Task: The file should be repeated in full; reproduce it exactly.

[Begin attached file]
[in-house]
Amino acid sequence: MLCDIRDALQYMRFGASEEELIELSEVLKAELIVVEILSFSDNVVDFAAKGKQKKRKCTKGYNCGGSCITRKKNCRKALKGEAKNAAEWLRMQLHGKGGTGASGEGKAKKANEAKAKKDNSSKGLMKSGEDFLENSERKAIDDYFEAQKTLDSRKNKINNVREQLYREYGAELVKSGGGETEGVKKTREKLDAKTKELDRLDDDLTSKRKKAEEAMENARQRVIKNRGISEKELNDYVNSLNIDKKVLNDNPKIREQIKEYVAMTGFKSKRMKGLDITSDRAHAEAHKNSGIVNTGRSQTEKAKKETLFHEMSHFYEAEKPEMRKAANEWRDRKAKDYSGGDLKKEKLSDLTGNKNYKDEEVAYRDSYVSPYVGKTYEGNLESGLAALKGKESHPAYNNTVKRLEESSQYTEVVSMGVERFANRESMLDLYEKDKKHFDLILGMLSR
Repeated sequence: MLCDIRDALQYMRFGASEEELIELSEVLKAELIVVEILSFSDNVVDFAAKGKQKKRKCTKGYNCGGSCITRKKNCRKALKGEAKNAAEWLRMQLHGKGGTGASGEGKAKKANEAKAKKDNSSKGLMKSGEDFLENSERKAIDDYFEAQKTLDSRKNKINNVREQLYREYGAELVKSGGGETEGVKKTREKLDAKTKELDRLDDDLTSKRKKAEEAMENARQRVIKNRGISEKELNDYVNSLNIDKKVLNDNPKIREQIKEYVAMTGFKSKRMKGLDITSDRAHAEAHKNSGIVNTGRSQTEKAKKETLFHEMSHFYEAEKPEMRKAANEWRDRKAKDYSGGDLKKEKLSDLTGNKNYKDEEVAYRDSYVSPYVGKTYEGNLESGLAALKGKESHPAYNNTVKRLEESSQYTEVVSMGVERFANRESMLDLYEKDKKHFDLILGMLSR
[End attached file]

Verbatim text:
[in-house]
Amino acid sequence: MLCDIRDALQYMRFGASEEELIELSEVLKAELIVVEILSFSDNVVDFAAKGKQKKRKCTKGYNCGGSCITRKKNCRKALKGEAKNAAEWLRMQLHGKGGTGASGEGKAKKANEAKAKKDNSSKGLMKSGEDFLENSERKAIDDYFEAQKTLDSRKNKINNVREQLYREYGAELVKSGGGETEGVKKTREKLDAKTKELDRLDDDLTSKRKKAEEAMENARQRVIKNRGISEKELNDYVNSLNIDKKVLNDNPKIREQIKEYVAMTGFKSKRMKGLDITSDRAHAEAHKNSGIVNTGRSQTEKAKKETLFHEMSHFYEAEKPEMRKAANEWRDRKAKDYSGGDLKKEKLSDLTGNKNYKDEEVAYRDSYVSPYVGKTYEGNLESGLAALKGKESHPAYNNTVKRLEESSQYTEVVSMGVERFANRESMLDLYEKDKKHFDLILGMLSR
Repeated sequence: MLCDIRDALQYMRFGASEEELIELSEVLKAELIVVEILSFSDNVVDFAAKGKQKKRKCTKGYNCGGSCITRKKNCRKALKGEAKNAAEWLRMQLHGKGGTGASGEGKAKKANEAKAKKDNSSKGLMKSGEDFLENSERKAIDDYFEAQKTLDSRKNKINNVREQLYREYGAELVKSGGGETEGVKKTREKLDAKTKELDRLDDDLTSKRKKAEEAMENARQRVIKNRGISEKELNDYVNSLNIDKKVLNDNPKIREQIKEYVAMTGFKSKRMKGLDITSDRAHAEAHKNSGIVNTGRSQTEKAKKETLFHEMSHFYEAEKPEMRKAANEWRDRKAKDYSGGDLKKEKLSDLTGNKNYKDEEVAYRDSYVSPYVGKTYEGNLESGLAALKGKESHPAYNNTVKRLEESSQYTEVVSMGVERFANRESMLDLYEKDKKHFDLILGMLSR